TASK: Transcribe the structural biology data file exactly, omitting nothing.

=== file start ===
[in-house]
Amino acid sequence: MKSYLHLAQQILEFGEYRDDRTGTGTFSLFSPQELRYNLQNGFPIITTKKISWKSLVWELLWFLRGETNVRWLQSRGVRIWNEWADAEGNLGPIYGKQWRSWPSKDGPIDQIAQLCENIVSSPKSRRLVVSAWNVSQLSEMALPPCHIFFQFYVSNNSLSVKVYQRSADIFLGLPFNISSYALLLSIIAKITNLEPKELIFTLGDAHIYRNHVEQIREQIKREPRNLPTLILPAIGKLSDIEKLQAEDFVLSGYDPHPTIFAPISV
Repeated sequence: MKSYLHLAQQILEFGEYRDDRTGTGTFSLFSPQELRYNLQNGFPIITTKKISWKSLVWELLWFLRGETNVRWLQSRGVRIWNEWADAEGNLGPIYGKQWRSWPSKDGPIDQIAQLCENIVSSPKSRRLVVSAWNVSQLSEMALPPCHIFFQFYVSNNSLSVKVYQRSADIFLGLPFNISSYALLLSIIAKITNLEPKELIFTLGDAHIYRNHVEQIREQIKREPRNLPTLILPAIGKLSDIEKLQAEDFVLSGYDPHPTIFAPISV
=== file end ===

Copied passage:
[in-house]
Amino acid sequence: MKSYLHLAQQILEFGEYRDDRTGTGTFSLFSPQELRYNLQNGFPIITTKKISWKSLVWELLWFLRGETNVRWLQSRGVRIWNEWADAEGNLGPIYGKQWRSWPSKDGPIDQIAQLCENIVSSPKSRRLVVSAWNVSQLSEMALPPCHIFFQFYVSNNSLSVKVYQRSADIFLGLPFNISSYALLLSIIAKITNLEPKELIFTLGDAHIYRNHVEQIREQIKREPRNLPTLILPAIGKLSDIEKLQAEDFVLSGYDPHPTIFAPISV
Repeated sequence: MKSYLHLAQQILEFGEYRDDRTGTGTFSLFSPQELRYNLQNGFPIITTKKISWKSLVWELLWFLRGETNVRWLQSRGVRIWNEWADAEGNLGPIYGKQWRSWPSKDGPIDQIAQLCENIVSSPKSRRLVVSAWNVSQLSEMALPPCHIFFQFYVSNNSLSVKVYQRSADIFLGLPFNISSYALLLSIIAKITNLEPKELIFTLGDAHIYRNHVEQIREQIKREPRNLPTLILPAIGKLSDIEKLQAEDFVLSGYDPHPTIFAPISV